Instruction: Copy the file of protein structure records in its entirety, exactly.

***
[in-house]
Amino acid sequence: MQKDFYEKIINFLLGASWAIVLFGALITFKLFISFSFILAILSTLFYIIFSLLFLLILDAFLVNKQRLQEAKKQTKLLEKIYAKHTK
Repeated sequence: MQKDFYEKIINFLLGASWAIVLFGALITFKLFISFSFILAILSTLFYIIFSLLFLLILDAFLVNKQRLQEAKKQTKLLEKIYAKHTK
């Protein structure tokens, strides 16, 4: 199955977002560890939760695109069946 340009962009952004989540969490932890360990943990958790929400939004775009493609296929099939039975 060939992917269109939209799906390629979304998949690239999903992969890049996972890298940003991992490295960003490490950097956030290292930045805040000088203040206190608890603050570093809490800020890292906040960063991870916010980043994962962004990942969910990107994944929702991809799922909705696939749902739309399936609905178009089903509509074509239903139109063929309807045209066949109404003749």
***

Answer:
[in-house]
Amino acid sequence: MQKDFYEKIINFLLGASWAIVLFGALITFKLFISFSFILAILSTLFYIIFSLLFLLILDAFLVNKQRLQEAKKQTKLLEKIYAKHTK
Repeated sequence: MQKDFYEKIINFLLGASWAIVLFGALITFKLFISFSFILAILSTLFYIIFSLLFLLILDAFLVNKQRLQEAKKQTKLLEKIYAKHTK
């Protein structure tokens, strides 16, 4: 199955977002560890939760695109069946 340009962009952004989540969490932890360990943990958790929400939004775009493609296929099939039975 060939992917269109939209799906390629979304998949690239999903992969890049996972890298940003991992490295960003490490950097956030290292930045805040000088203040206190608890603050570093809490800020890292906040960063991870916010980043994962962004990942969910990107994944929702991809799922909705696939749902739309399936609905178009089903509509074509239903139109063929309807045209066949109404003749």